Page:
Although Echo Look currently retails at a $200 price point, the main revenue generation will largely be based upon (fashion) recommendations and, possibly, anticipatory shipping of products (Roemmele, 2017; Spiegel et al., Amazon Technologies Inc, Patent No. US8615473B2, 2012). Thus, Amazon bases its monetization model for Echo Look on the strength of its e-commerce model (see Figure 11), where the flywheel (Haden, 2014) is accelerated by additional data-based conversion revenue as well as on building a more attractive product by improvement through data analytics.
4.4.4 Case 4: Netflix
Although Netflix started its business in 1997 in the offline world by selling DVDs, the company has evolved into one of the most data-focused companies on the internet, providing video streaming services to 117 million users in 190 countries (Bloomberg, 2018b). Its main differentiating factors are original content, personal recommendations and pricing. Netflix charges its customers a fixed monthly fee in a subscription model after a trial period (as seen in Figure 12). The fee increases depending on how many devices actually use the service and the maximum available image quality of content (Netflix, 2018).
The company records ~500 billion events per day
In order to be able to deliver a state-of-the-art product, Netflix exploits customer data in various ways. In line with the theory of the attention economy (Harris, 2016), one of the main goals of the company is to maximize the time people spend with Netflix. To reach this goal, Netflix analyzes the customer’s behavior in terms of their viewing history, their behavior in interaction with the content (pausing, skipping etc.), their selection of content and the devices the content is consumed on, hereby creating a consumer data model that allows Netflix to cater to the specific customer preferences and potential future demands (Fisher-Ogden et al., 2015). The company records ~500 billion events per day (Wu et al., 2016) and stores them on external servers (Kosewski et al., 2018). Moreover, it decides which content to recommend to its consumers, which artwork to display to the user and what kind of content to produce (competitors such as Amazon Video apply the same techniques) (Wernicke, 2015). Netflix’s business model benefits from users continuously using the product and thereby ignoring competitors. Data is employed to build and personalize the best product for each individual customer.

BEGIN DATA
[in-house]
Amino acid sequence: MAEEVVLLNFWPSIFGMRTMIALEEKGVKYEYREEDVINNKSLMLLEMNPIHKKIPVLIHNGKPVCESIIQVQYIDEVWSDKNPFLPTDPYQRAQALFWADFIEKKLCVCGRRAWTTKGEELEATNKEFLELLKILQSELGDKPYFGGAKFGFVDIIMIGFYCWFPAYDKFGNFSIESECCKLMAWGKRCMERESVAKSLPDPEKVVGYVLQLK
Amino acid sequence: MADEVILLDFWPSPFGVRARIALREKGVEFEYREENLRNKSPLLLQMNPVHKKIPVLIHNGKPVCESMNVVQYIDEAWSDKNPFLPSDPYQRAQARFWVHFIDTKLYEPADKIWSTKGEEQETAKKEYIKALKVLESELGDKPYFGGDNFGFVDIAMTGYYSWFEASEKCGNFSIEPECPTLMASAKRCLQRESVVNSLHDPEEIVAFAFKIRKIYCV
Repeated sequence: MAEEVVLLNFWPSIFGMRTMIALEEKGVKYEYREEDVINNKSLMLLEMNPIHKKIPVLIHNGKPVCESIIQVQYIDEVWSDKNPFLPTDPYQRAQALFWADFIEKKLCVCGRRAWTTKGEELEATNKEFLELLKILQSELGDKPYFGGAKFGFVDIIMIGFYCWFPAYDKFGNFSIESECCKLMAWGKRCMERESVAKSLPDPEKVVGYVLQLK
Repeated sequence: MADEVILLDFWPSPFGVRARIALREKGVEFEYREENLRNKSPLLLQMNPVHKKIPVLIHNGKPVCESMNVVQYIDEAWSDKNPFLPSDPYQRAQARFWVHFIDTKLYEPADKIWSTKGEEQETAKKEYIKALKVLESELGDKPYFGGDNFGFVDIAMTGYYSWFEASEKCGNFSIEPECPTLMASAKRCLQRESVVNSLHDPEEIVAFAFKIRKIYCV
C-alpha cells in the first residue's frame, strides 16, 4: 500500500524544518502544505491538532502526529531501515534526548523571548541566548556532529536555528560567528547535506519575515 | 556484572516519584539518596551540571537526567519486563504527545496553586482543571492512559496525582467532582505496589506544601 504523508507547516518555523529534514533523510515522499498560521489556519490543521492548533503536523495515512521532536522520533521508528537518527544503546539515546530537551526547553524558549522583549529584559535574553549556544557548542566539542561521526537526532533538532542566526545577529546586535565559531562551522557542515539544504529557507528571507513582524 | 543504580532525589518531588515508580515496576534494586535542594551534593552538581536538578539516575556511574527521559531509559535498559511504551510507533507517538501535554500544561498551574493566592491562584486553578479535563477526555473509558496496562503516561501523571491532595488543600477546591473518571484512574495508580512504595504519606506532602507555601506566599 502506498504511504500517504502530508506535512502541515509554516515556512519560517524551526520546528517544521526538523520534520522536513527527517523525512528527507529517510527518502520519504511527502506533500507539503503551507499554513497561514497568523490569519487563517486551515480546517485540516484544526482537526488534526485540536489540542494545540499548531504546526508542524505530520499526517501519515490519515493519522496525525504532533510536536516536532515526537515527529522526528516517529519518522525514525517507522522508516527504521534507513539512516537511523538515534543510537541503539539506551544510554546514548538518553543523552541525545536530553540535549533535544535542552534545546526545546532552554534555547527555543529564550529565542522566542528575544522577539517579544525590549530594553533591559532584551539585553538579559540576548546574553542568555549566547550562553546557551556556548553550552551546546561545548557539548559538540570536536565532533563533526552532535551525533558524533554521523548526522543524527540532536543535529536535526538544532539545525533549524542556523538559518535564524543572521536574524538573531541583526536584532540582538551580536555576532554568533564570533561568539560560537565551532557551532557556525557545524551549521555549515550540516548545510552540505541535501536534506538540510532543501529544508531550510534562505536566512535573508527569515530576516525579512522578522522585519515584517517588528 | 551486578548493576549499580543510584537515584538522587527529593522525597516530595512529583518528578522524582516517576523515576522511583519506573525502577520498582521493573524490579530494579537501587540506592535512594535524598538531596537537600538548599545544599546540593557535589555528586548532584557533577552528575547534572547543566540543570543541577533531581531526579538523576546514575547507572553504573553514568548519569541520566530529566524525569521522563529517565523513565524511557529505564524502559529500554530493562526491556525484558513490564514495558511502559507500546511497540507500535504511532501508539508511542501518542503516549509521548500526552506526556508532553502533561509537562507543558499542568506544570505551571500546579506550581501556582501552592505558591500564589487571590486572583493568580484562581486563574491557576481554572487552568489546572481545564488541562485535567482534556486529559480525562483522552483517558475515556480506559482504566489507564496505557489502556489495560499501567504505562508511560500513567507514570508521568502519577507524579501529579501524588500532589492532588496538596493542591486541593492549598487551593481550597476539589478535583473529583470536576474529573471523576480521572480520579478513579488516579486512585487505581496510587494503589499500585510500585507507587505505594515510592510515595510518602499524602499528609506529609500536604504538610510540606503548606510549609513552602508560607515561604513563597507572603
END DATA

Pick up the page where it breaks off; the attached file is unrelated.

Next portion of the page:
4.4.5 Case 5: Progressive Snapshot
Progressive is another company that has managed the transition from offline business to data-based business. The company provides personal, property and commercial insurance services in the United States (Bloomberg, 2018c). The product of interest for this case is their “Snapshot” offer to customers, which is car insurance with an adjustable deductible dependent on driving behavior.
These developments might undermine the concept of insurance which is based on pooling risk
The company offers customers discounts if their driving behavior has clear indicators for a lower insurance risk. The snapshot
program collects data (telematix) about the car’s location, its speed, deceleration, time traveled and